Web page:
Extrawelt - Schöne Neue Extrawelt

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  • You have to be step-on-glass cautious in throwing the word "progressive" around in dance circles, but Extrawelt have a tendency to craft within the brainier elements of the term while slimming its bloat. With a background in trance as Midi Miliz and also Spirallianz, Extrawelt's Arne Schauffhausen and Wayan Raabe are certainly not strangers to thick, blitzkrieg techno music. While Extrawelt's past singles for labels like Border Community and Traum have seen the duo use the Extrawelt name for more refined tech-house creations, the duo's never completely shed the dark-corridor depths of their past. A welcome balance of those strains, Extrawelt's debut album, Schöne Neue Extrawelt, ain't Sunday Breakfast fare, flirting with the psychedelic ends of the spectrum without ever resorting to the lobotomizing or cheap libido typically associated with "trance" techno. Perhaps the first thing you notice about Schöne Neue Extrawelt is its remarkable cohesion, despite its myriad tempo-changes and sonic outfits. Shaped from over twenty-five available tracks, the duo picked the twelve that worked best in concert, and the result is yet another commendable full-length—that dance music rarity—on the back of Minilogue's Animals for Cocoon. Not so much inky as boarded-window black—with dead light cutting in only on the edges—Schöne Neue Extrawelt makes extraordinary use of space without ever really getting quiet or slow; it seems to move, as a whole, with an innate understanding of just how much time, and what energy resources, it needs to leave for its completion. In fact, Extrawelt are damn cagey in how they calculate momentum without succumbing to coarse peak-time madness or too much mid-tempo footdragging. "One Tree Hill" twinkles and chimes like coins dropped down an aluminum slide as its shifting synthetic strings usher in a steady beat, while "Wippsteert" is jumpier, with subtle, creepy BoC-like melodies wavering between the speakers. "Messy Machinery" has an ascending-descending staircase quality to its movement—hectic and cluttered in comparison to most of the album, but held in place by a great lockstep groove. Fans of past singles like "Soopertrack" for example will be happy to know the album's steeped in the long-form lunar escapes as well. "Darkside of My Room" is best illuminated by the light that's missing, as buried analogue tones set a foundation for shy melodies that seem to fade when they catch you listening. With bells like carbonated bubbles rising mixed into an increasingly sturdy backdrop, "Homing" makes for simple pleasures out of relatively economical elements. "Trümmerfeld" too shares that sense of slow-moving shadows, but sounds more corrosive and jaded, like the edges were scorched a little. But "Lost in Willaura" may be the real stunner. With ambient tones soon crimpled by FX and buried-cable bass, Extrawelt resemble The Field working in a black icestorm instead of blinding snow, a rare moment where the duo gives into the simple, stark charms of atmosphere.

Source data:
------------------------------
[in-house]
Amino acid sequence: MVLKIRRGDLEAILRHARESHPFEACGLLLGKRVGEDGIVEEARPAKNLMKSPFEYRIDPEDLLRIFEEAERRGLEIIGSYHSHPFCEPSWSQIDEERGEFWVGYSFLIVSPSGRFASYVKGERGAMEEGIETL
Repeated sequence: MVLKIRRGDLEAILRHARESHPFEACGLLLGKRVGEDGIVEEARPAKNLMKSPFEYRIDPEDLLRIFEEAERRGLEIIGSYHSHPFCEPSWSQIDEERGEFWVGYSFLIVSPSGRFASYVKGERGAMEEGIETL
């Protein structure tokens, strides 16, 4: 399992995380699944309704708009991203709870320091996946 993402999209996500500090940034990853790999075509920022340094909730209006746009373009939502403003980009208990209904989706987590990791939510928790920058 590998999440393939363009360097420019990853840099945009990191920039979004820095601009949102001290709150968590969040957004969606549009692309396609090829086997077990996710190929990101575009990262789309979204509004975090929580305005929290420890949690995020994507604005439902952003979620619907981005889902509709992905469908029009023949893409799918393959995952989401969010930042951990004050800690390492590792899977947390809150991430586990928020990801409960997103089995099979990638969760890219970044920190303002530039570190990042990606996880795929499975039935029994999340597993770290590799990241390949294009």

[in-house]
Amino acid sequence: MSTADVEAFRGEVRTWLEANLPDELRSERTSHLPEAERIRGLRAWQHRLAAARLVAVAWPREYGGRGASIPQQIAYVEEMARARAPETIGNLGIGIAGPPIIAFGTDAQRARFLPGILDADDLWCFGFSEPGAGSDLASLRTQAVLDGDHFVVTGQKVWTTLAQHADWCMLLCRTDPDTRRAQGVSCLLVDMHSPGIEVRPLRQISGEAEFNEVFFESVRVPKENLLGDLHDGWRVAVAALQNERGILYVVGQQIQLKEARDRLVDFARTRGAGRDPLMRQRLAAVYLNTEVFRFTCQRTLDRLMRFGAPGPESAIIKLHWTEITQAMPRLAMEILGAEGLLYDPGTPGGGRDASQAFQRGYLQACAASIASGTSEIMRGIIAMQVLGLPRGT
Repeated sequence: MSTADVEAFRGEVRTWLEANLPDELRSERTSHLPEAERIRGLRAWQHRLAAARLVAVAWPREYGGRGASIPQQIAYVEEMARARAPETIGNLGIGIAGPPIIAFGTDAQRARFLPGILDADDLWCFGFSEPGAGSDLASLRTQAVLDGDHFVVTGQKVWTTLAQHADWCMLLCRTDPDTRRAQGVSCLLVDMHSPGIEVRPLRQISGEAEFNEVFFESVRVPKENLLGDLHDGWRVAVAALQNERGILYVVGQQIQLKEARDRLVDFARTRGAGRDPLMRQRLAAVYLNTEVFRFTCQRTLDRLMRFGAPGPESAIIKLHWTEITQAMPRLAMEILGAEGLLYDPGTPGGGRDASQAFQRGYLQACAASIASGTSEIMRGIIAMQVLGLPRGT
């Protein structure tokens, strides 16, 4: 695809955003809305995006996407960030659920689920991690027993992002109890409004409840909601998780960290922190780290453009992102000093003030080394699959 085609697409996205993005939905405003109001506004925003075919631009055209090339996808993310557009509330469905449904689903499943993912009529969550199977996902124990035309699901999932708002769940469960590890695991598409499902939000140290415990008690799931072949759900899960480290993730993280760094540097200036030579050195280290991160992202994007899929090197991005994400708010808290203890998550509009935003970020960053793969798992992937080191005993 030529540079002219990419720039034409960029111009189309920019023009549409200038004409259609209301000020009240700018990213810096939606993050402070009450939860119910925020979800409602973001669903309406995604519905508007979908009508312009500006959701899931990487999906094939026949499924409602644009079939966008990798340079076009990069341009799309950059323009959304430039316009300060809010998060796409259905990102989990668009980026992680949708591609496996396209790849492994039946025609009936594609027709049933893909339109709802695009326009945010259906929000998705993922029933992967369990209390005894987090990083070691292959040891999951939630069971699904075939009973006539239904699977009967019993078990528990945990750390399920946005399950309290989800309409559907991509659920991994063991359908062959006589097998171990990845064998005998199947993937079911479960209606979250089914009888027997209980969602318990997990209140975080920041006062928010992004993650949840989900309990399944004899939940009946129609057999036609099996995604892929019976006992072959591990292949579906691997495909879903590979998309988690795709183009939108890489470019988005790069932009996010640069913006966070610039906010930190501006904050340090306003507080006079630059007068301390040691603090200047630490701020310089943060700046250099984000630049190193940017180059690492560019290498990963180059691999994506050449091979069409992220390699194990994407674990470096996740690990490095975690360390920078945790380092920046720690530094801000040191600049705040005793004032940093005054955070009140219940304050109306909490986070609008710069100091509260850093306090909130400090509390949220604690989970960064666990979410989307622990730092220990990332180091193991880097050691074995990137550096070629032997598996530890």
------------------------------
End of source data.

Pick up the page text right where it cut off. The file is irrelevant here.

• Tracklist
      01. One Tree Hill 02. Darkside Of My Room 03. Wippsteert 04. Messy Machinery 05. Must Attack 06. Trümmerfeld 07. Wolkenbruch 08. Added Planet 09. Kurt Curtain (skit) 10. Daten Raten 11. Lost In Willaura 12. Homing